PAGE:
Developer interview: Ruins of Symbaroum 5E

If you’re a tabletop enthusiast, you may have caught the recent news about the world of Symbaroum being adapted for the 5e ruleset. Opening up this acclaimed world to the massive crowd of D&D players out there is a big step, and the community has more than warmed to the new and upcoming version, dubbed Ruins of Symbaroum. The Kickstarter has already met its goal ten times over and there’s still a week left on it! Time to check in with co-creator and game writer of Ruins of Symbaroum, Mattias Lilja.

Mattias, how did you get involved with Tabletop RPGs, both as a fan and creatively?

My first experience with TTRPGs was with a Swedish game called “Drakar & Demoner” (Dragons and Demons), a Basic Roleplay clone. My first character was a dwarf named Gimli, and my second one was an elf named Legolas. They both died horribly, and I had a blast. This was in 1983, and the same year I got my hands on the Mentzer red box of Basic D&D. I didn’t understand much of it, but using a dictionary made me and a friend able to play it, and we had a ton of fun. We played a lot of Mutant, Swedish post-apocalyptic games inspired by Gamma world and also tried Advanced D&D, the Warhammer RPG and then – this would be the early 90ies – Vampire the Masquerade and the other Storytelling system games. I was a Gamemaster from early on and created homebrew content from the start as well – we ran out of content in Swedish and I had little money to buy English modules.

Paradox Interactive
Mattias Lilja. Paradox Interactive. Photo Daniel Roos

In 2001 we formed Järnringen, and released Mutant – Undergångens Arvtagare (Heirs of Doom) In 2008 we launched Coriolis, wherein one of the factions was called the Free League, which became the name of another company of some note… In 2016 we released Symbaroum, and in 2018 we merged with Free League Publishing. And here we are!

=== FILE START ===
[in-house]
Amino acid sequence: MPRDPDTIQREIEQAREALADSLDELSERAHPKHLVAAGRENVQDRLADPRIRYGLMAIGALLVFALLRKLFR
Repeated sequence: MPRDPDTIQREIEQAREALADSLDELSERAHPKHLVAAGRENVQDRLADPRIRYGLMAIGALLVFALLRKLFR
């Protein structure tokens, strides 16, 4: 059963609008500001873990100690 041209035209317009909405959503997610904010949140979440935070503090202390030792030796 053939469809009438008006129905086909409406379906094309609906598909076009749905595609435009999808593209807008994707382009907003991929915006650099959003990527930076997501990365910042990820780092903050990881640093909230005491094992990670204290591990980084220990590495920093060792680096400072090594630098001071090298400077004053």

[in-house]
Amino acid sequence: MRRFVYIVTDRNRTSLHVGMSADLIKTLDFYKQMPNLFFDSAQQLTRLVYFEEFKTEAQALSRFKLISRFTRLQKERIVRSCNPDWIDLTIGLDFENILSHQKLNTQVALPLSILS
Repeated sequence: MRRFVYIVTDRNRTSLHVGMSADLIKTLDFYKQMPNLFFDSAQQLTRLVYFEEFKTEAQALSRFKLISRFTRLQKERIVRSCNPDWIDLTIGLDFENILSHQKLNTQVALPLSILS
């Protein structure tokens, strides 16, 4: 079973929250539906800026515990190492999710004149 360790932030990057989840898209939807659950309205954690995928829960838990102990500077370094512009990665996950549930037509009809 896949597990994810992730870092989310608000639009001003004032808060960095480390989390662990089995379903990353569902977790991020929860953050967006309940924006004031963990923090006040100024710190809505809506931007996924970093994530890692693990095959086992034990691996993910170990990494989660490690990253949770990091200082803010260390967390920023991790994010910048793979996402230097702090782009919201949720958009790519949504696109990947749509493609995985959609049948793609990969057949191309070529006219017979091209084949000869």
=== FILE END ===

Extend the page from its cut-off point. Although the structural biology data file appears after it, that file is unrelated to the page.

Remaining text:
How far back does your own experience with Dungeons & Dragons go, and how have you seen the mechanics evolve over the years?

Well, I mentioned the 1983 Basic boxed set with the Larry Elmore cover and interior art, and then we played Advanced D&D 2nd Ed, Forgotten Realms for the win. Third Edition D&D launched in 2000 and we played that a lot – it did away with many of the quirks of the 2nd Ed, and brought the game “back to the dungeon” in a mostly good way. I am also one of those people that played 4e and enjoyed it; we used miniatures and maps to the point of it becoming a skirmish game with a campaign. 5e came along in 2014, and I like it better than… well, it reminds me of Basic D&D in the mid-80ies, in all the good ways.

What I liked about that? Well, with the risk of becoming technical; Simple mechanics that govern most things in the game (I actually prefer Ability checks rather than skills), bounded accuracy and limited stacking of bonuses, which keeps weaker enemies relevant for longer during level progression. Think of AC and to hit bonuses scaling slower than hit points, meaning a goblin can still hit a high level PC but not do a lot of damage).

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Having been with the Symbaroum franchise for so long, what drew you towards making a 5E adaptation?